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Here I have taken the trimmed cartilage and now I'm placing a five O
absorbable PBS suture at the dome to bend the cartilage into better shape.
Sometimes these domes have to be adjusted into better location or place.
Remember the shape of the tip of the nose is determined by the shape of
these cartilages, the strength of the cartilages, the size of these
cartilages and the nature of the skin overlying everything.

So the first part was to slightly trim these cartilages and now I'm bending
them into a better shape and you can immediately see as I'm suturing that
the right side of the tip is now narrower and has a better shape than the
left side.

The suture that I'm placing is a Five O PDS suture. This is an absorbable
suture, it's not a permanent suture. It holds the cartilage long enough in
place for the patient's own scar tissue to keep the cartilage in place and
retain the shape. I do not like permanent plastic sutures in the nose. I've
had to deal with complications of other surgeons who use permanent sutures,
with patients that have come in with infections, redness and swelling and
even puss in their nose. With perhaps very nice Rhinoplasty results that
now multiple years after surgery require exploration. Opening the nose and
trying to fine an infected stitch.

What I'm demonstrating here now is placement of the left side. You can see
that the right and left are very symmetric. They're both narrower than when
we started off and now the final suture technique will be to re-approximate
the left and the right together. The first suture was to narrow one side
and the second suture was the narrow the other side. The third one is
actually to bring both sides together and connect them so that they don't
drift apart.

I have seen noses that did not have this suture technique. Noses that have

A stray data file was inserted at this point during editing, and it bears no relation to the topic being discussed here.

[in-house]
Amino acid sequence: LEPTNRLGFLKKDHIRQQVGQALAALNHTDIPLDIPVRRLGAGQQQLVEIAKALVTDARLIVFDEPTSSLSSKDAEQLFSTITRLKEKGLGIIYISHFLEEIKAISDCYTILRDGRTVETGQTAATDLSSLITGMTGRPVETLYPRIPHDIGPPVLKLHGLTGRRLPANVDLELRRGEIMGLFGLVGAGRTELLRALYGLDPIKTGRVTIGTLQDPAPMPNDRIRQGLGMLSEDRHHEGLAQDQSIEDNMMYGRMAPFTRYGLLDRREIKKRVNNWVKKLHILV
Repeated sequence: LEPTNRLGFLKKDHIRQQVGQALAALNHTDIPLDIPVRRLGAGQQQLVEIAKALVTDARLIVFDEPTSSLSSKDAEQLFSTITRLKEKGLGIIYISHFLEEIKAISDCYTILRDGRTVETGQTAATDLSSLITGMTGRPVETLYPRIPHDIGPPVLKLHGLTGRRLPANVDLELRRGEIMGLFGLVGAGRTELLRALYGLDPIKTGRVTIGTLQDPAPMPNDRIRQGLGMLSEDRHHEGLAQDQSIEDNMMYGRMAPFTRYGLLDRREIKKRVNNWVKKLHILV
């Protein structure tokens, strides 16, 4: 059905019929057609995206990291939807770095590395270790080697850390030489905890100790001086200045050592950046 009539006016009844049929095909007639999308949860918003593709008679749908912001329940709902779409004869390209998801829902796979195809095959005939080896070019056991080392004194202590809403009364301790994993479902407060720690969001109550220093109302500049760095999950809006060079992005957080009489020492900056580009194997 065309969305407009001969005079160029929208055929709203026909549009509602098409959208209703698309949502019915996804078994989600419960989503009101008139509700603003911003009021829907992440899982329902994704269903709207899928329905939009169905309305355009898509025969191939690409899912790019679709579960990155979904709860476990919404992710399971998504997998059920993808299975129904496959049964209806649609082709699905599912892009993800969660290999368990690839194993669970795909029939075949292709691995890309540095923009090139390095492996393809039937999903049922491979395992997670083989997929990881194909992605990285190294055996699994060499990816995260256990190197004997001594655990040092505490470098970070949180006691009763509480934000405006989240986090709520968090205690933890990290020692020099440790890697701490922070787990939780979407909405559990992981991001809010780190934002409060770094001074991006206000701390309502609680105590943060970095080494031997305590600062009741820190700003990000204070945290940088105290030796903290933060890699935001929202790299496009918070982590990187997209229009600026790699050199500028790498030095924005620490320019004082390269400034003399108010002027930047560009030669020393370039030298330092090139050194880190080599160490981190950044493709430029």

come in for revision Rhinoplasty and I read the operative note and these
suture techniques were not used, so what ends up happening is the left and
the right side can drift apart from each other and very A-symmetric tip
results can occur.

Even with the best suture techniques and even with permanent sutures many
years later scar tissue can pull things apart and create slight A-
symmetries, but it's very important to create a uniform stable nice tip.
You can see that this is immediately achieved in a matter of seconds to
minutes on the operative table.

What's important to also note, is that in the old days, and unfortunately
some surgeons still today; instead of suing suture techniques, they remove
too much cartilage and compromise the tip of the nose and that can end up
in deformity and pinching and narrowing and telltale signs of a poor
Rhinoplasty. You can see that even with the swelling of the skin from the
local anesthesia and the surgery the nose has a nice shape to it. There are
nice brow tip aesthetic lines. I'm cleaning the nose now, washing it up and
the very final stage will be just closure of all the incisions, form the
inside and outside. Application of the nose dressing and cast.

While the downtime of the patient is only about a week. The patient can
return back to work or school even a few days later if they want too but
after about a week the cast comes off and the patients start enjoying their
new nose, while the swelling and scare tissue tends to resolve. The nose
will continue to improve for months and years to come, but the down time
typically is one week.

Doctor POV: Open Rhinoplasty (Part 8)

Temporary sutures are used at the conclusion of the rhinoplasty in order to finally shape the nose.

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